Future Plans and Policies: The Northeastern Illinois Planning Commission has initiated a three-year effort to develop and advocate a Regional Growth Strategy for Chicago and Northeastern Illinois. Policies call for renewed growth and investment in disinvested areas, as well as cost-effective public investment and high standards of environmental protection in conjuction with new development or redevelopment. A major challenge of this effort is to work with the myriad of governmental, private sector, civic and other interests in the region to identify mutually beneficial actions. Chicago’s Downtown Parking Policies (adopted 1989) call for striking a balance between the need for off-street parking and the creation of a "healthful, people-oriented downtown." Recommendations include maintaining a "transit first" orientation in transportation planning; providing close-in, short-term parking serving visitors and shoppers; permitting non-accessory and major accessory facilities only in strategically located "zones of accessibility" (outside of the inner core area); and codifying siting and design guidelines to minimize the impact of parking facilities. Design guidelines and policies emphasize site layout and landscaping to minimize the visual impact of parking on the urban environment.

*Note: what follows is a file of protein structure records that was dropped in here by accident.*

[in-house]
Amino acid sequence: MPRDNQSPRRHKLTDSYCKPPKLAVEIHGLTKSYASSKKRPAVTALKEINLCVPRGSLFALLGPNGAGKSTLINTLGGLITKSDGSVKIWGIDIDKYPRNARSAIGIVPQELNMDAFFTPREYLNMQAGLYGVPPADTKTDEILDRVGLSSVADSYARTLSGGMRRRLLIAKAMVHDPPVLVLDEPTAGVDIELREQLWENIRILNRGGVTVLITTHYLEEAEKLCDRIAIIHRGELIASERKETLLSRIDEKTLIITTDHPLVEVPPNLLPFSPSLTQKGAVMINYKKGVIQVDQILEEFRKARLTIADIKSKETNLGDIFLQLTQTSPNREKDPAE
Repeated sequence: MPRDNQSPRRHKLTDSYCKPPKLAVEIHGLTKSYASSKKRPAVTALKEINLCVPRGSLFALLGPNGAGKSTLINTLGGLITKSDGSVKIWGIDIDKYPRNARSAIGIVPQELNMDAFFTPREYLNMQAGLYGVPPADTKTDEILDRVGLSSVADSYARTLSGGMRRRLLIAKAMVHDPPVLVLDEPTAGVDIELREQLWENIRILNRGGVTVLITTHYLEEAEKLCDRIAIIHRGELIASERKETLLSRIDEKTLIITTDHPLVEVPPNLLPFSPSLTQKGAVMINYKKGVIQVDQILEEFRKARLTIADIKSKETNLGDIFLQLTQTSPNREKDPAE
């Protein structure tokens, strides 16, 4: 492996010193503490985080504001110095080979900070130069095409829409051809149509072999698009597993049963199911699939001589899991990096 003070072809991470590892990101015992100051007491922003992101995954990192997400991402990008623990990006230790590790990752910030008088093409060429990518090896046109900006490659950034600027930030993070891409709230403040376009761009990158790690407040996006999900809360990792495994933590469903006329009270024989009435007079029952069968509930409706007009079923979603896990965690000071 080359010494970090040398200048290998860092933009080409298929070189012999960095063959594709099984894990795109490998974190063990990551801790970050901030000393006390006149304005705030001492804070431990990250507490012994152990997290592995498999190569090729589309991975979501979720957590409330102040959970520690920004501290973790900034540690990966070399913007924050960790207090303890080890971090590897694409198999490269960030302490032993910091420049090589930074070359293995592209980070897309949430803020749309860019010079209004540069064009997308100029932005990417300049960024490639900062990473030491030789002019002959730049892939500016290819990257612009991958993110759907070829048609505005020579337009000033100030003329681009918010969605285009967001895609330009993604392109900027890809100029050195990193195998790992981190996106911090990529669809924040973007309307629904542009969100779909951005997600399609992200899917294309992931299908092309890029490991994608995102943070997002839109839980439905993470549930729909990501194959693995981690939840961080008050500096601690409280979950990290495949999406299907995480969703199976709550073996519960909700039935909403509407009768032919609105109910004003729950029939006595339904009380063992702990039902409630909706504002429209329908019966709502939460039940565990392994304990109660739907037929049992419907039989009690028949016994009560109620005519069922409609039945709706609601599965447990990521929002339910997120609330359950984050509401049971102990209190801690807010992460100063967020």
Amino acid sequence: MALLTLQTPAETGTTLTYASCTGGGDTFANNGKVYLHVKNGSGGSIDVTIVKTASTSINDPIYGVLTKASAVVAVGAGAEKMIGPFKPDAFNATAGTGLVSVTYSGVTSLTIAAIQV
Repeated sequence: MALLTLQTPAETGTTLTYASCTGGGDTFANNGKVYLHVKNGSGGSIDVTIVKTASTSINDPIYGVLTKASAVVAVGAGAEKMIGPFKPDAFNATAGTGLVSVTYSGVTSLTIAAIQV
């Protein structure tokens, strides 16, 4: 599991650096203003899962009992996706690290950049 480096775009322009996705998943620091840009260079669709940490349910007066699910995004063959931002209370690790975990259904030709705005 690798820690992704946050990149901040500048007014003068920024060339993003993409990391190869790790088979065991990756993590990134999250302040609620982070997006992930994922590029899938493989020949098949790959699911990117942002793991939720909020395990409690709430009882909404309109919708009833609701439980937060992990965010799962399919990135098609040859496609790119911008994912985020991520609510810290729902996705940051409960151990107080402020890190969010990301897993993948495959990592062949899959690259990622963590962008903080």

Other Factors